A Trip Doon the Watter

We are currently seeking your stories, memories and photos related to Glasgow Fair holidays. Find out how you can contribute. Below, I've posted two great pieces written by Grace Donald (aged 86). Thanks to Bridgeton Community Learning Campus for sending these in!

Our Trips on the Waverley

I hope you don’t mind me writing about our family 1940, 1950. We lived in an old tenement building with three flights of stairs. We were the top landing where there were four families and one toilet shared on each landing. There was my mum, dad, four brothers and a sister. 

This is to let you know our first Glasgow Fair Holiday on the Waverley, the family were all excited.

First of all we had to pack this huge hamper, we never laughed so much, the boys had to sit on it to close it. How the delivery man carried it down all those stairs, I will never know, it was so heavy.

We all left home early to get to the Broomielaw where the Waverley was leaving from.

The queue’s that were all lined up for us were tremendous but the Glasgow patter was so funny. We had all to take hands in case anyone got lost. They were so excited. We managed to get on board, if you could have seen the children’s faces, as we were going up the Clyde. We were so near the shipyards. Lots of the workers waved to us and cheered us as we passed by them. We all returned the cheering - this was a great start. We then had a great time when the men playing the accordion and banjo had us all singing and dancing. Dad took us down to see the engines; seeing them going back and forth. The boys were thrilled, they stayed nearly all the time there. The engine room was spotless. Mum, my sister and I had Scott’s pancakes and tea. It was great when you passed another steamer; the waves were wonderful and all the foam from the other steamer. It was a great trip doon the watter.

When you arrive at the pier, you watch the rope getting thrown onto the pier, then all walk down the gangway, with much laughter and thanks.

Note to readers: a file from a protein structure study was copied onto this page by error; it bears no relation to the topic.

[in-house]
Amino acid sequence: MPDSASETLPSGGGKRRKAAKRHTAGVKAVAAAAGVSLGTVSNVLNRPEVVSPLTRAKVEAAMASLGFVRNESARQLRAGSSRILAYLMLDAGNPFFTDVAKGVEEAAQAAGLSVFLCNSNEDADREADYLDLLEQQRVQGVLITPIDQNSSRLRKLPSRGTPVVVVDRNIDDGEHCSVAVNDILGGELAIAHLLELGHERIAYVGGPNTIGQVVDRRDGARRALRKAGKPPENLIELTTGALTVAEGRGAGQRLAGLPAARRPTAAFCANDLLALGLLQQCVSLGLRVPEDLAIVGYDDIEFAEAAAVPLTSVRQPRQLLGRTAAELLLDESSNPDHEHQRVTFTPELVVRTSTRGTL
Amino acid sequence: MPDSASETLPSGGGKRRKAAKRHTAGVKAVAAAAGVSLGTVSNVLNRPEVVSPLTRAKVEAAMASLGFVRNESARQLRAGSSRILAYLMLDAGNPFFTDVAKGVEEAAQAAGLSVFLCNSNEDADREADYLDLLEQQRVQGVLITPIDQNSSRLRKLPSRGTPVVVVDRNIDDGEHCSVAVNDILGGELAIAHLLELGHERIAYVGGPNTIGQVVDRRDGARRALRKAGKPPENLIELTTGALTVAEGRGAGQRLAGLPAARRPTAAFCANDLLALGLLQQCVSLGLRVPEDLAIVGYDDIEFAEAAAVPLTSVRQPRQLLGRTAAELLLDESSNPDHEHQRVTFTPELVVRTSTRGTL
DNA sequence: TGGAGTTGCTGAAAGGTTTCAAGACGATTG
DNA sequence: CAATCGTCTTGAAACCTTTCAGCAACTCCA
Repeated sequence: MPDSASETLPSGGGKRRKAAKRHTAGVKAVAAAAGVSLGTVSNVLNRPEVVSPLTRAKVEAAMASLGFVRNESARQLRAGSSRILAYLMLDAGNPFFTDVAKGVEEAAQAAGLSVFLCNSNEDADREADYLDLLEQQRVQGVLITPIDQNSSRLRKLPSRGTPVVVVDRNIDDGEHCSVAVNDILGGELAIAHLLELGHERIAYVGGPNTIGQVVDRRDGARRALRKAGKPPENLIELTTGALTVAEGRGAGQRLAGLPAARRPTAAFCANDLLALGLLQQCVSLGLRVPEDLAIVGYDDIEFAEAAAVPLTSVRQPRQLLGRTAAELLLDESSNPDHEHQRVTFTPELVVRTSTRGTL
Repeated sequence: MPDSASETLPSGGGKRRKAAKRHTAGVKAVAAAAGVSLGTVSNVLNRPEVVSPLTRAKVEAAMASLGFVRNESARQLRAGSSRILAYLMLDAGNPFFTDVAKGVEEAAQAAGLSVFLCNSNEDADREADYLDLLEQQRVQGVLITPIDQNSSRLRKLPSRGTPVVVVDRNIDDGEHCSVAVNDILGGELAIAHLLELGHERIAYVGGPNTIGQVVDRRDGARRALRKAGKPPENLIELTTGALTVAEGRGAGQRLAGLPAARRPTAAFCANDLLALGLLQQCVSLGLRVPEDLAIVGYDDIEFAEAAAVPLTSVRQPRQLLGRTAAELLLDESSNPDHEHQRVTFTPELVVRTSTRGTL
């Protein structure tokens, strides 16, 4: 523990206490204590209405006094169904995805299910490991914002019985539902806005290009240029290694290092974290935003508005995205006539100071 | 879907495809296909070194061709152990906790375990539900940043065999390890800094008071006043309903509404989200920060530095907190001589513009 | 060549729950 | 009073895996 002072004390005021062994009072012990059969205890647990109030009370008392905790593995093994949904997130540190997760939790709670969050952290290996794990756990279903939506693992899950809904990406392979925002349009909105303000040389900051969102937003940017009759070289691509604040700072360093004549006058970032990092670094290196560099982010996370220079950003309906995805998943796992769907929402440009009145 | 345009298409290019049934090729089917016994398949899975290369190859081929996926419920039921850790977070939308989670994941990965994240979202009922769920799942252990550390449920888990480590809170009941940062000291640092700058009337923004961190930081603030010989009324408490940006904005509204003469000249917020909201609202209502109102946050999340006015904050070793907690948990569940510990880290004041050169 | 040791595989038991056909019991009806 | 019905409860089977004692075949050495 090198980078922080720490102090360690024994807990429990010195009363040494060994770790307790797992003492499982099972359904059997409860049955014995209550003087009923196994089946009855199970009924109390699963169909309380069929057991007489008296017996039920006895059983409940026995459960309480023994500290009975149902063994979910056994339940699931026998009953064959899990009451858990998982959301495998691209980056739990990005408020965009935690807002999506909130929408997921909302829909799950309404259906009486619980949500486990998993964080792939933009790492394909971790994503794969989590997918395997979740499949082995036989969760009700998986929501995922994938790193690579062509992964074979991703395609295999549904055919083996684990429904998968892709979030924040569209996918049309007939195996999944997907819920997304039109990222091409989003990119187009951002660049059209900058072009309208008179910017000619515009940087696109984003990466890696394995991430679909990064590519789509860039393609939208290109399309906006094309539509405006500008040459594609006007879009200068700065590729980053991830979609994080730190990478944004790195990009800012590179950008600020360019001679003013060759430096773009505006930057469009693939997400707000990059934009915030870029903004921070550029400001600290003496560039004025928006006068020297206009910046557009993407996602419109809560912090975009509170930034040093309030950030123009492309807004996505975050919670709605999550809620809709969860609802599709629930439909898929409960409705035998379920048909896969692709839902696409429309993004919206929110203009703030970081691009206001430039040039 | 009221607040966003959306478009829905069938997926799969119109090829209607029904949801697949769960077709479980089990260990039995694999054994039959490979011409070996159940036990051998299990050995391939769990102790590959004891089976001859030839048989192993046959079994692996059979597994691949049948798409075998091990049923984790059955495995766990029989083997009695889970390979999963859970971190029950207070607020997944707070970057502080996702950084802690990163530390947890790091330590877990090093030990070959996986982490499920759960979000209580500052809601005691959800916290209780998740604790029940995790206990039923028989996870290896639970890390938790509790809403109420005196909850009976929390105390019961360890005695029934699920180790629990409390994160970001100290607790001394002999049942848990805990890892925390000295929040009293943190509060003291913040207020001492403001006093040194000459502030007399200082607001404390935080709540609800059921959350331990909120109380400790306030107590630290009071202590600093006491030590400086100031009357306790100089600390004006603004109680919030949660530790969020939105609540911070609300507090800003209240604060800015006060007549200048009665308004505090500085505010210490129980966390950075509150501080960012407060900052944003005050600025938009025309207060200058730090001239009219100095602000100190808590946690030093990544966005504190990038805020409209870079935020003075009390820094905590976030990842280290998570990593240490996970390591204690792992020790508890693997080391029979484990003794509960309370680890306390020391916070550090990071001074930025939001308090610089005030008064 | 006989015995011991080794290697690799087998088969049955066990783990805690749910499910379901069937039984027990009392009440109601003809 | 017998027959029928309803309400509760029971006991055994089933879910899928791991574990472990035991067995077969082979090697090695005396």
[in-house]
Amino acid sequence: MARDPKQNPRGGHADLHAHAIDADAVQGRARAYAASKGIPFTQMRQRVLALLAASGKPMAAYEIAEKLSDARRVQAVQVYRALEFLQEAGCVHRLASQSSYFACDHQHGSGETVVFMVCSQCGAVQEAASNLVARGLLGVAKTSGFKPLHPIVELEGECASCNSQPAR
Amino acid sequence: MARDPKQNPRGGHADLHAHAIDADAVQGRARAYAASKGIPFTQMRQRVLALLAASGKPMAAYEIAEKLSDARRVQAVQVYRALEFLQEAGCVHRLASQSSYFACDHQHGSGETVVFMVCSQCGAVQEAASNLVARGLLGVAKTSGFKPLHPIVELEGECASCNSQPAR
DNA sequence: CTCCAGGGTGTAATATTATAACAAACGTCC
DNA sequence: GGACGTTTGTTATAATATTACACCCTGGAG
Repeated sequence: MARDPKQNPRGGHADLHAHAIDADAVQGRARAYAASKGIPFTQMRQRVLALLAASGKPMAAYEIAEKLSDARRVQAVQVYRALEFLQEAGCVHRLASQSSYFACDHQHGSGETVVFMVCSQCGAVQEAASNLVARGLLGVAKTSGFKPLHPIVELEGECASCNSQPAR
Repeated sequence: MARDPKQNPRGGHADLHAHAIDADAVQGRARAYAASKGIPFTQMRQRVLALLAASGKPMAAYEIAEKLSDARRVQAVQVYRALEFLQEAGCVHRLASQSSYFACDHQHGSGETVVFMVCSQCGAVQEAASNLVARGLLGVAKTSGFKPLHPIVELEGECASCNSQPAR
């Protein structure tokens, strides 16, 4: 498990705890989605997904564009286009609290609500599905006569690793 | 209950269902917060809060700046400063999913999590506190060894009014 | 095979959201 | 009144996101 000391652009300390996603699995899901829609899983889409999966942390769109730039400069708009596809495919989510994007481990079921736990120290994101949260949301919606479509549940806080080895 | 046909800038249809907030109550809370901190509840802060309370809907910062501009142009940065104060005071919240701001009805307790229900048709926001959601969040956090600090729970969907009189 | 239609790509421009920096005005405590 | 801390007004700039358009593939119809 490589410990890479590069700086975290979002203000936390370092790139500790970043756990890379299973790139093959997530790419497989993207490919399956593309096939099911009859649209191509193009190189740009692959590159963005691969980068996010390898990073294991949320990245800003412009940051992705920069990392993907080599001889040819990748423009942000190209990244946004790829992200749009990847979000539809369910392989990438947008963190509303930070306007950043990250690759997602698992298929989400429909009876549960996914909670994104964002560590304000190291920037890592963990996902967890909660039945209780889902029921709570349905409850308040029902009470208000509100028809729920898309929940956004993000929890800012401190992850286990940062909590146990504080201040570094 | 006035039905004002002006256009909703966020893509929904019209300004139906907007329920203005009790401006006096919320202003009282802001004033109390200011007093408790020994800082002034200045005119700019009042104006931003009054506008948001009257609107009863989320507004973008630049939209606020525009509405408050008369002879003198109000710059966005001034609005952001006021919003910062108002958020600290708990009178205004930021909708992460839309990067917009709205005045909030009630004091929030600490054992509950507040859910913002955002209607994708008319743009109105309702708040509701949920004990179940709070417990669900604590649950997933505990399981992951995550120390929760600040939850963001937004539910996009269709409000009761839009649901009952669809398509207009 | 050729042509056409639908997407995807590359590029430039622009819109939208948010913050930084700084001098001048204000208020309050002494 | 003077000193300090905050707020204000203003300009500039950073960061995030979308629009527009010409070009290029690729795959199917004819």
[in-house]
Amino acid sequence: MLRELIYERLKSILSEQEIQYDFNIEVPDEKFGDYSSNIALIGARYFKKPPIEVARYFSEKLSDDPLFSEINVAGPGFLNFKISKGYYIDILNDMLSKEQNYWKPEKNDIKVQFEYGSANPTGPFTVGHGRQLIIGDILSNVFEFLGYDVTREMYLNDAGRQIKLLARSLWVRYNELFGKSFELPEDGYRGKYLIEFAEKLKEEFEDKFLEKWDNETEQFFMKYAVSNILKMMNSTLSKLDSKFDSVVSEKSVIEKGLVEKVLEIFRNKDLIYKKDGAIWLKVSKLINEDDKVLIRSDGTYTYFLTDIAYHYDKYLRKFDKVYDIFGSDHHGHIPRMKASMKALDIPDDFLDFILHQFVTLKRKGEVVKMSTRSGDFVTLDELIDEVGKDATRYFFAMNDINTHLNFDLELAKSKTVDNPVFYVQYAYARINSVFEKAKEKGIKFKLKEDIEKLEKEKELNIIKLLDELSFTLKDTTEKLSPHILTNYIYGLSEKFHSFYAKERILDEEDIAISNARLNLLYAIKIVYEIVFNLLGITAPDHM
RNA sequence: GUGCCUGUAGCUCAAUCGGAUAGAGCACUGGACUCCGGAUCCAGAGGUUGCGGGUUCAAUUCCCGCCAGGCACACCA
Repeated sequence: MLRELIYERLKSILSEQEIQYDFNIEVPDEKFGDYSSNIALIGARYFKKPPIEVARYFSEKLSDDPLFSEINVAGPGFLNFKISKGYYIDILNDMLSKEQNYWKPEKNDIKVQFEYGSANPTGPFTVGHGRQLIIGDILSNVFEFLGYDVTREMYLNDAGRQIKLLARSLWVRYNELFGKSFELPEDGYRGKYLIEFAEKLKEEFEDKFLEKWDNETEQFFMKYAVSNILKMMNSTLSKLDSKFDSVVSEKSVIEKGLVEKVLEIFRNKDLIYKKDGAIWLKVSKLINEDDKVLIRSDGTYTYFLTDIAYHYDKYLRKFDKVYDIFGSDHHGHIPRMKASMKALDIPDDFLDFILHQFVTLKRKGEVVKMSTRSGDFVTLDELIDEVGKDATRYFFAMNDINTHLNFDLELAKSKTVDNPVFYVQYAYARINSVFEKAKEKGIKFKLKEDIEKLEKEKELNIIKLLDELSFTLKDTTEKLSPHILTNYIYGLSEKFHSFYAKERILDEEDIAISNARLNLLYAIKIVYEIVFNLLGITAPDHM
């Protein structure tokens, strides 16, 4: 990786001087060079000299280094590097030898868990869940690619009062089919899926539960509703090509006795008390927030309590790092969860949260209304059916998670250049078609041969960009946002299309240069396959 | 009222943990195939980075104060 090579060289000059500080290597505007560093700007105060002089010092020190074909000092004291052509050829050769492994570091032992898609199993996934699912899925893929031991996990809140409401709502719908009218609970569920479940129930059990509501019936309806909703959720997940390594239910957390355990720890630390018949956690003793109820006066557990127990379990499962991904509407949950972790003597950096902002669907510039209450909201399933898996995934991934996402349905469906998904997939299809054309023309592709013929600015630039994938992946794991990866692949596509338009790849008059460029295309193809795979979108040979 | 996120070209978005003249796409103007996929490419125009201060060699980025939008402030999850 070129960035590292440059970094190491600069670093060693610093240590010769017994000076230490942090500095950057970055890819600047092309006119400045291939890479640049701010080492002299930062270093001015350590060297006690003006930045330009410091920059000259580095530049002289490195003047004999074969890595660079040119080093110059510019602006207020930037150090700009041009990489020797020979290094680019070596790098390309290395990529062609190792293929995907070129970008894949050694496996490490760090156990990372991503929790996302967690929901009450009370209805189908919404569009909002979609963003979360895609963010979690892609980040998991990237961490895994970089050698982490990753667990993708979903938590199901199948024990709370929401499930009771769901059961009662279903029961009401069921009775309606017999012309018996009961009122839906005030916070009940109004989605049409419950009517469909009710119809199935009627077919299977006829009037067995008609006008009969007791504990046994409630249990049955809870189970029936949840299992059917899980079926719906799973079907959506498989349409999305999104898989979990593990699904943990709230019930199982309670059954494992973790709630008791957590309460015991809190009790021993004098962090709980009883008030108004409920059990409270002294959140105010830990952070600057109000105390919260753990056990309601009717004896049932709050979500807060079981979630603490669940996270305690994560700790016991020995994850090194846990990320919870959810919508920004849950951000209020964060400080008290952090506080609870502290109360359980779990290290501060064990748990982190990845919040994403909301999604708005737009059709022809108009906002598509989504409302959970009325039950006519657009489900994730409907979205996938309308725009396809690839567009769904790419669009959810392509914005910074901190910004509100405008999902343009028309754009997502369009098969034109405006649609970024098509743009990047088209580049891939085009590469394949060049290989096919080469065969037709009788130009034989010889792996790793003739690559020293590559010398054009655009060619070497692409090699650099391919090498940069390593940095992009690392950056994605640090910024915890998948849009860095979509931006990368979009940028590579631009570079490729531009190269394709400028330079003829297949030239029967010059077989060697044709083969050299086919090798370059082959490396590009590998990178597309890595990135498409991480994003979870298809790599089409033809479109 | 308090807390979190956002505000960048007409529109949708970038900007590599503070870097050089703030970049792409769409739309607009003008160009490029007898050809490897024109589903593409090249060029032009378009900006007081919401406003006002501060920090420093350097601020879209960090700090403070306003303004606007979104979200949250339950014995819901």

We all spent many years going to Dunoon. We took the train from Glasgow, Central Station, Platform 13 to Gourock, then onto one of the steamers to Dunoon, We used to climb Highland Mary, then go out on rowing boats on the Clyde. We went up and down when the steamers were coming into the Pier. As a family we used to sit at the pier in Dunoon and sit for hours watching the Waverley and King Edward Marchioness of Lorne and others coming, it was some sight! We also enjoyed the Gardens and the shows in the evening, and the open pool, the water was frozen.

My husband and I went to Dunoon on honeymoon. Our two sons loved the Waverley. I still go each year to see my wonderful Waverley.

I am sending some snaps if you want to put on the wall of the theatre.

My Memories of the Waverley Paddle Steamer which we called “The Grand Old Lady”

The present Waverley was built in 1946, replacing the first Waverley built in 1899, which was involved during World War II. She was sunk in 1940. The Waverley was built tor the London and North Eastern Railway (LNER) Company to sail on the River Clyde, calling in at the piers at Broomielaw, Gourock, Craigendorran, Millport, Arran, Kirn, Dunoon, Rothesay; and sails on Loch Lomond, and has been to Isle of Wight. There were many steamers on the Clyde; Jeanie Dean’s, Queen Mary II, Caledonia, Talisman, Jupiter; most of the steamers finished service in the late 1960s.

Our family went on holiday on all of these steamers including Waverley to Dunoon for years. We were at Dunoon when Clydebank was bombed and during the war there was a boom across the River Clyde from the Clock Light House to Dunoon Pier (one of the snaps shows one of the steamers leaving Dunoon and opposite Clock Light House). This was to catch enemy submarines coming up the Clyde. One German submarine got caught.

I hope you don’t mind me writing about the Waverley, steamers and the River Clyde, the scenery was beautiful. The Waverley with its two funnels: red, white and black. The steamers were all lovely. River Clyde is very bare now. Steamers still call into Dunoon and Rothesay. I am proud to say the Waverley still sails on the Clyde. Our saddest time at Dunoon was during the war when a convoy of troop ships left the Clyde to do their duty overseas, many a tear was shed.

Both written by Grace Donald (aged 86)
c/o Bridgeton Community Learning Campus

Thank you Grace - we don't mind at all, in fact we loved reading it!
P.S. our scanner is broken so I just took some snaps of your snaps, which seems to have worked fine : )